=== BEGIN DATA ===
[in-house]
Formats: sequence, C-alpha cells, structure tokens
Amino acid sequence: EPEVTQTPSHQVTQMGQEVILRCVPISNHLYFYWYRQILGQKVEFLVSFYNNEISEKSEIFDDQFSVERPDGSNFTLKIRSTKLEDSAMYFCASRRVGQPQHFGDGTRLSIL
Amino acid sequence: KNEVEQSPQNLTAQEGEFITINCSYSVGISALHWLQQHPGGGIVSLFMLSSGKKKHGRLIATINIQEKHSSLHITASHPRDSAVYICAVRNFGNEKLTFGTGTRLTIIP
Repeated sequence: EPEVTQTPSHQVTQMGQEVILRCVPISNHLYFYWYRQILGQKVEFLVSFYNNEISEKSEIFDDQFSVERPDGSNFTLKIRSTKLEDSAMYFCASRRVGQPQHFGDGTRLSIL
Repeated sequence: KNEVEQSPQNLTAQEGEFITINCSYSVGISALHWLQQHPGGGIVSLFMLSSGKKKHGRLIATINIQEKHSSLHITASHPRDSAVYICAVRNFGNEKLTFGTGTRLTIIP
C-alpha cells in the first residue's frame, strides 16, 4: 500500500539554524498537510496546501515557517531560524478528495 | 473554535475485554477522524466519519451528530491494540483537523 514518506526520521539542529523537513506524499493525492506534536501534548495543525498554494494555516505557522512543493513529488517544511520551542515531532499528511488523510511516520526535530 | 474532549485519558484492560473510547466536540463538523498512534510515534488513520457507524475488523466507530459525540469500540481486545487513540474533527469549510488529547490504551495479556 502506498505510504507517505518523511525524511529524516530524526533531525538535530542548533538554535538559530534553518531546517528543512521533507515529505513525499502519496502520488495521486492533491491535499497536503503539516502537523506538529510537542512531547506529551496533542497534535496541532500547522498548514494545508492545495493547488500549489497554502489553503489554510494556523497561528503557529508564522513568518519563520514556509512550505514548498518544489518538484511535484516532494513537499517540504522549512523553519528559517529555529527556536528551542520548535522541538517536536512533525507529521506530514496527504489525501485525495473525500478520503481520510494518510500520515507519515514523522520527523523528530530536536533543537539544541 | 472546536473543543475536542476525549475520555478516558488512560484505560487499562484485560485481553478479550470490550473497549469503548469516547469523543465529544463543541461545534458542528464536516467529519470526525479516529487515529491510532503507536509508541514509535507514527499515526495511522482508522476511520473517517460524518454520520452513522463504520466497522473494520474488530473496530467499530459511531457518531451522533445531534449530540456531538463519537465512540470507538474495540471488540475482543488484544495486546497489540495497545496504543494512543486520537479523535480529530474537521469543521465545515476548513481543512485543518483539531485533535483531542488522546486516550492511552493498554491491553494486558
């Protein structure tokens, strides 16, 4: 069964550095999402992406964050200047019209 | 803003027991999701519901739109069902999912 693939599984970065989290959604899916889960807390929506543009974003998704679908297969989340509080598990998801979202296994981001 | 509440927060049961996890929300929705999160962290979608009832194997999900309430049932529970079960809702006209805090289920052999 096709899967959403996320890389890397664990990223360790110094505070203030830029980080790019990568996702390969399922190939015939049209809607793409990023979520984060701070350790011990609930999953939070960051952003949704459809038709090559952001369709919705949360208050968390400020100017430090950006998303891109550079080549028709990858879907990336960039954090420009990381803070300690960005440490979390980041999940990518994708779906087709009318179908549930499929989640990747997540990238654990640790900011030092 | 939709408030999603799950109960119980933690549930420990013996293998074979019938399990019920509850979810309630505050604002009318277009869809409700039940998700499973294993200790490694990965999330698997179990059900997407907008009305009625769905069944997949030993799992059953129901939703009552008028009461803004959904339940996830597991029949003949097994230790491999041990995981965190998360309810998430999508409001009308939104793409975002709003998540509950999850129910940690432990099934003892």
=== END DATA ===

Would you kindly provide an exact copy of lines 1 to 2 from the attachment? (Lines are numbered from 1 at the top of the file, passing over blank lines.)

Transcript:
[in-house]
Formats: sequence, C-alpha cells, structure tokens